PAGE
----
British Charity Promotes Rescue Horses to Trainers and Advanced Owners



With the spotlight on the horse overpopulation and need for horse rescue in recent years, many horse lovers want to help out by adopting a horse in need. While there are well trained horses and seasoned campaigners suitable for amateur riders to be found among the horses at many rescue facilities, not all adoptable horses fit that description. Some are horses that have been mishandled or lack any training at all, and for that reason, they need a special type of adopter.

World Horse Welfare (WHW), a charity located in Great Britain, has launched a campaign to help find good homes for these work-in-progress equines. They’ve added a category called “Project Horses and Ponies” to their rehoming program. WHW has Rescue and Rehoming Centres around the country and reports that there are approximately 340 horses awaiting adoption. In order for the charity to be able to take on new urgent cases, some of these horses need to find new homes.

WHW believes that there are plenty of potential adopters out there with the necessary skill to work with some of these more advanced training projects. By shining a light on these horses through the Project Horses and Ponies category, they hope to match the right experienced equestrians up with a potential equine partner for life.

Although not as broad in scope as WHW’s program, there are several initiatives in the U.S. that aim to put rescue horses in the homes of experienced trainers.

The Retired Racehorse Training Project created a 100 Day Thoroughbred Challenge to encourage trainers to work with newly retired racehorses. At the end of the 100 day period, each participating trainer was judged on their progress with their horse.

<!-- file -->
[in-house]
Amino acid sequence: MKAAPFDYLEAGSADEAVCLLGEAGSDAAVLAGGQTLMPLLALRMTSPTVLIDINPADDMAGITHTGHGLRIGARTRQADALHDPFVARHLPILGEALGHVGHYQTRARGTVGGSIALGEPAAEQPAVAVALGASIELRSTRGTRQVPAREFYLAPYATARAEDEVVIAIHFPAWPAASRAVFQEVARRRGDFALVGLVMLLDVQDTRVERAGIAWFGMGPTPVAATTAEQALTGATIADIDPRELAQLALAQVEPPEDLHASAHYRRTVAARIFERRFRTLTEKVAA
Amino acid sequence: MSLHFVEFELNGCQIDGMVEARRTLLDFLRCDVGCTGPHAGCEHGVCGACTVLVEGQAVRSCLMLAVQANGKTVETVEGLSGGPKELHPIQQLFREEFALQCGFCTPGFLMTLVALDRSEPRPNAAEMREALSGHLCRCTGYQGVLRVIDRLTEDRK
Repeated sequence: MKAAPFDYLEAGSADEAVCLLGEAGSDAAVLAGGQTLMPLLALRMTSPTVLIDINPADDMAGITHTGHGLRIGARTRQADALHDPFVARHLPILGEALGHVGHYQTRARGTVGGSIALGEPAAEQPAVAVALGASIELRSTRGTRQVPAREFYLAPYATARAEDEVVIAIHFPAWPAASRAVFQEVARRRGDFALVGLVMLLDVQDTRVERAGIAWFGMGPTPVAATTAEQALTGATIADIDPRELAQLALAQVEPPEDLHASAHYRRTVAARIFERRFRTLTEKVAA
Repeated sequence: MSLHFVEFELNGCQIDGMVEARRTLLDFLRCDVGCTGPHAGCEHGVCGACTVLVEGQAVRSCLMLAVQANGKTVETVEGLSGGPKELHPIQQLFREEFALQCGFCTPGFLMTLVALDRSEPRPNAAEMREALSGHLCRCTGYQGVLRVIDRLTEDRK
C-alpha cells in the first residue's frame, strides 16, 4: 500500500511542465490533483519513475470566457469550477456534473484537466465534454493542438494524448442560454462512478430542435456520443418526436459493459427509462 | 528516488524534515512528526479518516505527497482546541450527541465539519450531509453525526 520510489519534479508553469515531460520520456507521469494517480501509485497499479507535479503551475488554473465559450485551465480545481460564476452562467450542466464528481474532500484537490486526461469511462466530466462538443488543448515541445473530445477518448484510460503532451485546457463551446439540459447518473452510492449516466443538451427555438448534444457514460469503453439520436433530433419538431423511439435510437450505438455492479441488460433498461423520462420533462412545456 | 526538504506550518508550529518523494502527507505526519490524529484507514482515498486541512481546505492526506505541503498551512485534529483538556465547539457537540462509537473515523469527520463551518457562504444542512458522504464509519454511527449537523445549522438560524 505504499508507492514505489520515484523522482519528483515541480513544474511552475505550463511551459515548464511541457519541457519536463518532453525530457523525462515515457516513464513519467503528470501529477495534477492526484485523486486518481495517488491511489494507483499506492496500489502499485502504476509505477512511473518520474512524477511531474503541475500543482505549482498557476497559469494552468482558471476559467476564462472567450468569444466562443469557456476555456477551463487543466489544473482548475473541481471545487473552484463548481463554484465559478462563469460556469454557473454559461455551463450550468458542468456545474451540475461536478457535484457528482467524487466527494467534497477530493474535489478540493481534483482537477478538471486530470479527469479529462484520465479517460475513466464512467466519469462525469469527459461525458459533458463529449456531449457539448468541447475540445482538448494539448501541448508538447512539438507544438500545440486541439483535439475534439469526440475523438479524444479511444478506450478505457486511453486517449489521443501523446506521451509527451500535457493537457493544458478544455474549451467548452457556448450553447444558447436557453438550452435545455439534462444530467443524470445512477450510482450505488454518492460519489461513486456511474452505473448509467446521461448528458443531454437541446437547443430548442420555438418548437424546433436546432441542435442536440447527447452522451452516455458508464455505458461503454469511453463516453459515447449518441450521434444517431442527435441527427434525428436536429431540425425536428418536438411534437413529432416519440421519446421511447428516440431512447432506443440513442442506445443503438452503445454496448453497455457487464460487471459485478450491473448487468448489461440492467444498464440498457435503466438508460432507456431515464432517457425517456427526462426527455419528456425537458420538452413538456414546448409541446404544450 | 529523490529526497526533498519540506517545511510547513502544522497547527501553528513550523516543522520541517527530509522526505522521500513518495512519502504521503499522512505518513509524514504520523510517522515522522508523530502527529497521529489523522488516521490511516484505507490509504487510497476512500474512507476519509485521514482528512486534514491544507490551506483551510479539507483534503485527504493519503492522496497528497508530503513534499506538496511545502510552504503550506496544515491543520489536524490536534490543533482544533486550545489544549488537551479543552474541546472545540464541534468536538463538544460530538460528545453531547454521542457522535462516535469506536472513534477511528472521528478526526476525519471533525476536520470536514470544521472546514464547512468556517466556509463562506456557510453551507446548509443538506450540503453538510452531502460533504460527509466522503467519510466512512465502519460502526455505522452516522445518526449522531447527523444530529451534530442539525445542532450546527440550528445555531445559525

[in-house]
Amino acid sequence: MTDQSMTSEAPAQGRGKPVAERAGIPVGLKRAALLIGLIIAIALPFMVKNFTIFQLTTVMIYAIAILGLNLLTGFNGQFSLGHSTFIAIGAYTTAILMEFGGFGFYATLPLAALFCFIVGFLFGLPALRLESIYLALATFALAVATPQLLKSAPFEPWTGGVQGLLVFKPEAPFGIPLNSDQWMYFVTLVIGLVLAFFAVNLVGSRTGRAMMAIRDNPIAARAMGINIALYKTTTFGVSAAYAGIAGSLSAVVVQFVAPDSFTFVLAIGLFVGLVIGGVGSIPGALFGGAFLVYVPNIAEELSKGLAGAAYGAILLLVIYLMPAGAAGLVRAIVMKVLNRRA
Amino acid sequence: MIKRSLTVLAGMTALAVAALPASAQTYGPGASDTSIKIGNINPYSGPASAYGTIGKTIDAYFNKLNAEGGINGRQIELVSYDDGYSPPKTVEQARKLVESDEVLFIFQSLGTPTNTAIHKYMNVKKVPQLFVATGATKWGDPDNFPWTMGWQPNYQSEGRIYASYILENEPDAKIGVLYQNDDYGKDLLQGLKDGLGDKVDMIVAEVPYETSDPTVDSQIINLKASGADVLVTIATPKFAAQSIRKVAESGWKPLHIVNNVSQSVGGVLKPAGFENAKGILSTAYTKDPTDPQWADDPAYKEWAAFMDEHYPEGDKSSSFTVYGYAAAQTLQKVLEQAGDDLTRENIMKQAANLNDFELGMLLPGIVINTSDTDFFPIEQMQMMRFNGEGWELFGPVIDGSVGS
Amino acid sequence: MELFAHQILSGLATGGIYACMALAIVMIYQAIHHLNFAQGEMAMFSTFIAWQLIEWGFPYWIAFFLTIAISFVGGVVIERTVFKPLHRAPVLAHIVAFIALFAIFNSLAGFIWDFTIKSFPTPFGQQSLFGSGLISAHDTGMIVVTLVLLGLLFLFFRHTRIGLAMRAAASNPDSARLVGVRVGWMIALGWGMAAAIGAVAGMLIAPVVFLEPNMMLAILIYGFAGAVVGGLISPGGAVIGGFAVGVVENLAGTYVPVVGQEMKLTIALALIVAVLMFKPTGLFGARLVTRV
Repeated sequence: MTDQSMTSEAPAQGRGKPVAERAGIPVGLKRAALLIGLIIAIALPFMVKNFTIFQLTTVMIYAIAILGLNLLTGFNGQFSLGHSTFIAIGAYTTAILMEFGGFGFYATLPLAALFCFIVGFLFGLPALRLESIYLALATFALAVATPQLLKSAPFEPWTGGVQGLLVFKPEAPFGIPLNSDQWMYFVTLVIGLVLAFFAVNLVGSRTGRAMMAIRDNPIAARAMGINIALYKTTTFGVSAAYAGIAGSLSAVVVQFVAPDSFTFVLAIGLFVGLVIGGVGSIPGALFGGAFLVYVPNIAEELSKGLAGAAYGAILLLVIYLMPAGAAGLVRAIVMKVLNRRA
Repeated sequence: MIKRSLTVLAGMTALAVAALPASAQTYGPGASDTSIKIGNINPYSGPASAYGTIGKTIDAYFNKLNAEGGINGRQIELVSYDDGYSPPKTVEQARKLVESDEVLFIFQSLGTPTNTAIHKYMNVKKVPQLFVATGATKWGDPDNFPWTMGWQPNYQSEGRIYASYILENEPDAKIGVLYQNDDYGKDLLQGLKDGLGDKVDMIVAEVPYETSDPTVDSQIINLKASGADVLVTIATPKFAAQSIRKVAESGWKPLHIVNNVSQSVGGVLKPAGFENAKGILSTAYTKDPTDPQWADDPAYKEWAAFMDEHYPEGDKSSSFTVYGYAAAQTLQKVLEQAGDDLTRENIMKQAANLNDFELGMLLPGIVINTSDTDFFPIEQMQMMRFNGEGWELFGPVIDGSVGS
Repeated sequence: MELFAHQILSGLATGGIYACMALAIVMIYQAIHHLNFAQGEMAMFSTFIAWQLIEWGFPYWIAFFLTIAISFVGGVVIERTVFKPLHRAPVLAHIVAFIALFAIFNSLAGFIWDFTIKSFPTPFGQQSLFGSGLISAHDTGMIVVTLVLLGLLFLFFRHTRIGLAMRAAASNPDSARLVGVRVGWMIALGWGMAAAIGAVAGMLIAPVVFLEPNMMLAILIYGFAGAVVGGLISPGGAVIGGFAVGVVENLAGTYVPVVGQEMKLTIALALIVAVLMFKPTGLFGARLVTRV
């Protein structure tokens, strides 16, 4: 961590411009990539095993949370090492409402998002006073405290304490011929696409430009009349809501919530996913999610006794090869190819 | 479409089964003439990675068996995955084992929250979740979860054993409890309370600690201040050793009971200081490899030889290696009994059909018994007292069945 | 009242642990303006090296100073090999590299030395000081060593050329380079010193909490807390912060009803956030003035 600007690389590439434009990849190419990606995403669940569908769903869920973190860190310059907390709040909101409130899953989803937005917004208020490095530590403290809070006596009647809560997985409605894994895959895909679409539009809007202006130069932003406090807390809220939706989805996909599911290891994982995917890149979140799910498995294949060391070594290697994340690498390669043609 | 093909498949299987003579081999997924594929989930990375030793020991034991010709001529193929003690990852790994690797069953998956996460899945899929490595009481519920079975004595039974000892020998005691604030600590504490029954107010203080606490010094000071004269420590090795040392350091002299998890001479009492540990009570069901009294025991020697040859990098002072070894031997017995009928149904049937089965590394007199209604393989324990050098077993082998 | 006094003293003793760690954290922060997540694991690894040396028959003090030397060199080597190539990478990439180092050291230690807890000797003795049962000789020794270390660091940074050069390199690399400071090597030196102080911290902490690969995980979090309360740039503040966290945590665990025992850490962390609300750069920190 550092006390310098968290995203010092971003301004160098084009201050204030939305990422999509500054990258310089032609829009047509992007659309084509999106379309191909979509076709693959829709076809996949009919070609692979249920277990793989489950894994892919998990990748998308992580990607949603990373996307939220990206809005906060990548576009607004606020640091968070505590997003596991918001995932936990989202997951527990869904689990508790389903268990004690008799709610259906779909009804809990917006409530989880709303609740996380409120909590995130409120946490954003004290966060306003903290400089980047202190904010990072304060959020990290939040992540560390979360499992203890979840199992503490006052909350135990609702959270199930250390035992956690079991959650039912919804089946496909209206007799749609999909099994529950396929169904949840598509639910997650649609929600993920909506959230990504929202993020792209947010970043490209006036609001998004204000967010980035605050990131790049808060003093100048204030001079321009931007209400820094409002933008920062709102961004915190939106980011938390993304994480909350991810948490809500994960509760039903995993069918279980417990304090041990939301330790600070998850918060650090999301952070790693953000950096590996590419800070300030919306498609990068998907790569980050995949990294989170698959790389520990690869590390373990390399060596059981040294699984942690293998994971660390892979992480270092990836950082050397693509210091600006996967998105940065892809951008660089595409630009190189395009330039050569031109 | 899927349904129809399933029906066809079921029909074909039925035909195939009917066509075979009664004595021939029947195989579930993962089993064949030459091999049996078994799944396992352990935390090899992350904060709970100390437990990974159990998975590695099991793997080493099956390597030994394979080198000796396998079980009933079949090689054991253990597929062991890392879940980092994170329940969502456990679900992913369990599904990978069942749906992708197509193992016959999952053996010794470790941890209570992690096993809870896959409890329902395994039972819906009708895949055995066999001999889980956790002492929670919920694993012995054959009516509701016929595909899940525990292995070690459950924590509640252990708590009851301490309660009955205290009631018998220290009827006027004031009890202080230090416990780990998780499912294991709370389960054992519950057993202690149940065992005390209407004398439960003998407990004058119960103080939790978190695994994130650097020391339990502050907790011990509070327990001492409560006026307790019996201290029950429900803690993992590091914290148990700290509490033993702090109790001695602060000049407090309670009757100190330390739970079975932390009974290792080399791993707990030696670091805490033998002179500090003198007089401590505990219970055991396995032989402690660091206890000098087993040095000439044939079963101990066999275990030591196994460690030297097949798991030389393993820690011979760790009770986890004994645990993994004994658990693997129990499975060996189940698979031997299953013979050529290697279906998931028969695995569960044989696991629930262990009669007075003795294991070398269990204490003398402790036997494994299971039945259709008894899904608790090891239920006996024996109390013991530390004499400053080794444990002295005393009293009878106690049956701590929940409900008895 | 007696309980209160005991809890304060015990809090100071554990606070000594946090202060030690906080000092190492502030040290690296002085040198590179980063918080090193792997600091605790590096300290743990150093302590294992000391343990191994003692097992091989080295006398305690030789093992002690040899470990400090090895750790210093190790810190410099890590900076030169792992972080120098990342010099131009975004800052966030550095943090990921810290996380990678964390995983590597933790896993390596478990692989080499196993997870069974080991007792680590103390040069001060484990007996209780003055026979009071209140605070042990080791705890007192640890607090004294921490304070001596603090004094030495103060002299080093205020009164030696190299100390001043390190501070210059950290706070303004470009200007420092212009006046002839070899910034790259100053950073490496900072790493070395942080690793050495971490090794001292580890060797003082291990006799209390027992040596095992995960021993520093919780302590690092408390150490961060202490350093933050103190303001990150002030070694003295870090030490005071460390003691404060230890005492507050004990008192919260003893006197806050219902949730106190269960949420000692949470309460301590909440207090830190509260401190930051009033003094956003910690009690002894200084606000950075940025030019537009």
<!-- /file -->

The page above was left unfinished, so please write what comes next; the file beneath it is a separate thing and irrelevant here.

The Extreme Mustang Makeover and its related programs aim to encourage adoption of American Mustangs. In these events, each participant takes on an unbroke Mustang. They’re given a few months to work with their horse, and then brought back to show off what they’ve learned in a special competition. Each horse must demonstrated some compulsory skills that would be expected of them in their future lives as riding horses, including walk, trot, canter and a lead change. Trainers can then show off how much their equine student has learned in the freestyle, where they might do reining maneuvers, jump, or even go bridleless. After the competition, the now well-trained horses are sold to new homes—as long as their trainers don’t get too attached and outbid the spectators.

For more information on World Horse Welfare’s program, visit

To learn about the 100 Day Thoroughbred Challenge, visit

Find out more about the Extreme Mustang Makeover at



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